Reviewed by Harriet
This is how things are going to be from now on. This is how they’re going to stay. History can end, you know. It doesn’t have to keep going.
In this strange, bewitching novel, a young writer comes to live in a New South Wales town. He has a project – he’s going to write a book about ‘the disappearing towns in the Central West area of New South Wales’. He’s full of optimism when he first arrives – he drinks a coffee in Michel’s Patisserie and imagines the interesting people he will soon be sitting there with, visits the library and thinks of all the fascinating books he will soon be reading and sharing with his friends. But that’s not the way his life turns out. He’s soon sharing a flat with a guy called Rob, who takes no interest in him whatsoever and spends his time thinking about and talking about sport. He gets a job stacking shelves in Woolworths, and hits on the idea of recording passages from the book and listening to them while he works. But he soon gets disenchanted. His writing does not measure up to the elevated ideas he has of the finished product:
I wanted there to be a section, or a chapter, or even a passage, which would truly horrify people. I wanted there to be something in the writing that filled a reader with dread.
Visits to the library prove frustrating as there are no books about the town on the shelves. No one had ever written a book about the town, though the librarian himself had tried and failed. The writer starts to realise that his ambitions for the book are doomed to disappointment. Any book he succeeded in writing would be so dull that nobody reading it would ever get beyond the first page.
The writer is lonely and demoralised. He spends his afternoons drinking in a pub which is more or less devoid of customers, and talking to the owner Jenny, who tells him the town is slowly dying. She once had plenty of customers but a time came when they all seemed to be dying off and nobody ever came to replace them.
On his days off the writer explores the town. The only life he finds there is on the great highway that runs through the centre, where there are petrol stations and fast food restaurants. The highway goes to the City, many miles distant, but nobody from the town ever visits the City or indeed ever leaves the town. There’s a railway station but trains don’t stop there, though a freight train hurtles through every day at the same time, heading for the City. Rumour has it that somebody once flung themselves into the train as it passed by, and disappeared, never to be seen again. The writer starts taking rides on the only bus in town, which spends all day visiting the various outlying districts, but Tom, the driver, tells him he never has a single passenger, and the suburban streets they pass through are empty of life. Through Tom, an ex-musician, he starts to take an interest in the local radio station, and gets to know a girl called Ciara, who runs a late-night music programme to which nobody listens. Ciara is the only person he meets who retains a glimmer of hope.Every day she receives packages of audiotapes from a strange, experimental band, and has hit on the idea of distributing them around the town in the hope that someone will listen to them. But all to no avail. The writer spends more and more time with her, though it is a odd kind of friendship and not a love affair. Then a strange, shimmering hole appears in the road in the centre of town, the first of many, and first people and later whole buildings start to disappear into it.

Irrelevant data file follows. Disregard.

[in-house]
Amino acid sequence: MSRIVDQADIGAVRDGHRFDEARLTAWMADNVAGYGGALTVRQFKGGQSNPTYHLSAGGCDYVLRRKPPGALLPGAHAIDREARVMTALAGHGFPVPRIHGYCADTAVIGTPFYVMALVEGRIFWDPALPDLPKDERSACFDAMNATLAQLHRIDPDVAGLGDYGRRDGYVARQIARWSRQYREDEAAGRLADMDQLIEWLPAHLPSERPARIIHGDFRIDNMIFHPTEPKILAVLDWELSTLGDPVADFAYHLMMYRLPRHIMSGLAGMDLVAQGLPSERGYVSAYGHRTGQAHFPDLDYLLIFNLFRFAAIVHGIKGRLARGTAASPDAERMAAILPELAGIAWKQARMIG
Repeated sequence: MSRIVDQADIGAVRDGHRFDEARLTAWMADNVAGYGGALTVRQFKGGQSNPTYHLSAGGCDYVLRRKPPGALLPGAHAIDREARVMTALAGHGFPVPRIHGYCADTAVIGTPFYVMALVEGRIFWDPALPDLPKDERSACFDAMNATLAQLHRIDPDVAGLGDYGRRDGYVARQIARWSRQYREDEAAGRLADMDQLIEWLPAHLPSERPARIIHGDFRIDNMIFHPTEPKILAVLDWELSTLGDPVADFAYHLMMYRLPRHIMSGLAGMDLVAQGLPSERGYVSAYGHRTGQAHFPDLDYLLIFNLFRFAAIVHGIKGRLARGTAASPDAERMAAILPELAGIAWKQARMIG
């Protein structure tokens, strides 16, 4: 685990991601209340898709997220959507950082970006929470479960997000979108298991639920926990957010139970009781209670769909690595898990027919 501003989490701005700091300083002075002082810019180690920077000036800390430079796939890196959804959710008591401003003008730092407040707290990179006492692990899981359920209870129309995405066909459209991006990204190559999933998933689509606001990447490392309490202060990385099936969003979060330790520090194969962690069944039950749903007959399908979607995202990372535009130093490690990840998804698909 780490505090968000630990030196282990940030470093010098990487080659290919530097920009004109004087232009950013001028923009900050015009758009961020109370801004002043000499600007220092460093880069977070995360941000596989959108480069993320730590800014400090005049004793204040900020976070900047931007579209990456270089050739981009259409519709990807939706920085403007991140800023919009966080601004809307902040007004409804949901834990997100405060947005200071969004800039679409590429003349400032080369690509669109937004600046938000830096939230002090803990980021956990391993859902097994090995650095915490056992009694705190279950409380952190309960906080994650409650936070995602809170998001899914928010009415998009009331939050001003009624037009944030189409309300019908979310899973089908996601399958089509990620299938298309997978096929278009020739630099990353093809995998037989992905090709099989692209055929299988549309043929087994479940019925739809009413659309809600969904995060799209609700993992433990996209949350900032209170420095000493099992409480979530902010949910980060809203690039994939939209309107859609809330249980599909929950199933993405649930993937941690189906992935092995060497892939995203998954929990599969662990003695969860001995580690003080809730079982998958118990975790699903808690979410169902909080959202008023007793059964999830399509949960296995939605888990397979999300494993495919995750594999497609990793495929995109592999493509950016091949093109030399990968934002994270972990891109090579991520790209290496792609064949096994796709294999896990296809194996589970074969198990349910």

The whole novel, then, works on a literal and an allegorical level. Whatever first world country you live in you will recognise the dying city centres, the decline of bus services and railways, the empty pubs – yes, towns are actually disappearing in many places besides Western Australia. But there’s a layer of strangeness from the start – people seem to be actually unable to leave, even if they have a faint desire to do so – and yet there are many parts of the town where nobody appears to live. Where did they all go? And the strangeness intensifies with the appearance of the holes, which take the idea of the town’s disappearance from a metaphorical to a concrete level.
The novel seems to be about the impossibility of escape and yet Ciara and the writer do manage to leave the town and head for the City. But their high hopes for a better life are not fulfilled, and the writer is left wondering if there is anywhere in the world where he can find a place he feels he belongs.
It’s hard to convey how fascinating and readable a book can be when it deals almost entirely with disappointment, boredom and emptiness. But there is quiet wit and charm here even as the novel conveys the opposite, and it’s certainly far from boring. It’s an extremely thought-provoking novel, and an impressive achievement for Shaun Prescott, whose debut it is.
Harriet is one of the editors of Shiny New Books
Shaun Prescott, The Town (Faber & Faber, 2018). 978-0571345618, 256pp., hardback.
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